Beneficiaries in the community have also been educated on health sanitation hygiene practices, and are encouraged to promote these practices to others. Additionally, the program includes an income generation component, enabling 150 street children collect garbage from the community and dispose it to a dumping site. This helps not only the youth, but the community as it reduces the exposure to poor sanitation.
LIA has since begun the initial stages for two other integrated WASH programs in sub-cities of Addis Ababa which will benefit more than 23,000 people.
Please join us in celebrating the tremendous work of our team and church partners in Ethiopia. May God be glorified through these efforts!
Charity Navigator, America’s largest and most-utilized independent evaluator of charities, just awarded Life In Abundance its highest rating for sound fiscal management, good governance, and commitment to accountability and transparency.
This is the first time Charity Navigator has reviewed LIA and we are honored to receive the prestigious 4-star rating, which only 25 percent of US based nonprofits are awarded.
View Charity Navigator’s review, or learn more about LIA’s financial accountability policies and our commitment to give our best to our donors.
On March 22nd and 23rd, more than 600 people gathered in downtown Los Angeles to celebrate the intersection of fashion and empowerment. Organized by California-based non-profit Freedom and Fashion, the two day event showcased a fashion show dedicated to those interested in social enterprise in the heart of L.A.’s fashion district.
LIA was able to attend the events, sharing Konjo sandals and how the project is providing economic empowerment to one of the world’s poorest communities. We met artists, fashion designers and consumers interested in making a meaningful impact through fashion.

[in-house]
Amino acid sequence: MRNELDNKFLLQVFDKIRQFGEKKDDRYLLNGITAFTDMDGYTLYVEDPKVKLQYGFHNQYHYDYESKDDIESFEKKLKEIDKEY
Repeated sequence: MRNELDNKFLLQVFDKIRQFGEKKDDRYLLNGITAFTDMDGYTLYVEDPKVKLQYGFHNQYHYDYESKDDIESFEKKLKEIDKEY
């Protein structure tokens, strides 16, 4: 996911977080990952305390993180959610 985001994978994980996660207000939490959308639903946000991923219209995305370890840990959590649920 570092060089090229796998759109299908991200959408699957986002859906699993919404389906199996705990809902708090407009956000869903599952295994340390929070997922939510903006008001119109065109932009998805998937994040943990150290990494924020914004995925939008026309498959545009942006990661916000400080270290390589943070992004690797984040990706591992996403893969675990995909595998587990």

We are honored and humbled to have taken a part in the Freedom and Fashion Collective. We were inspired to meet so many people in search of products that empower those who are making them – which is what Konjo is all about.
To learn more about Konjo, the process and the stories of the people who make them, please visit Konjo.is.
Read more about the Freedom and Fashion Collective here.
In cased you missed the 2013 Spring Ministry Update Webinar, we’ve posted the recording in our Resource Library.
It’s worth setting aside an hour this week to hear about all the great developments the Lord has granted for LIA!
This work would not be possible without your support. Thank you for coming alongside LIA.
For the last three years, LIA walked alongside church partners in Adama, Ethiopia, to implement transformational development initiatives aimed at catalyzing lasting change in the community.
During the next few months, we will phase out of an orphans and vulnerable children program in this community. This program has benefited 150 youth living or at-risk of living on the streets of Adama, and their families.
Please join us in celebrating the transformations that have taken root during this program’s progress! Below are just a few of the stories of those involved in the program:
Musa spent two years wandering the streets of Adama to survive. During that time, he worked miscellaneous jobs, but his income was not enough for his basic needs. After he joined the project, the love and care he received during his counseling sessions, in addition to the life skills he gained, equipped him to be able to support himself.
He said “I am experiencing a change in my life since the very time I came to this project. Now, I am earning an income by selling traditional toothbrushes. I am getting 30 birr daily and I am able to save up to 15 birr per day. I am so happy that I am living in the peer house with my three friends. I am also so glad that I’m going to attend school this year, and this means so much for me since I have never been to school in my whole life.”
Habiba is the mother of five children in Adama. Because of her current circumstances and living conditions, LIA’s church partners identified her children as at-risk of living on the streets and enrolled them in LIA’s OVC program. She and her family lived in a small, one-room house that could not fit their family easily. But through the LIA OVC program, she and her family received assistance such as food, clothes/uniforms and sanitary materials.
Habiba said, “Getting the assistance enabled me to save money that I would spend on the mentioned commodities. Using the money I saved, I am able to rent an additional room and using it for my children’s bedroom.”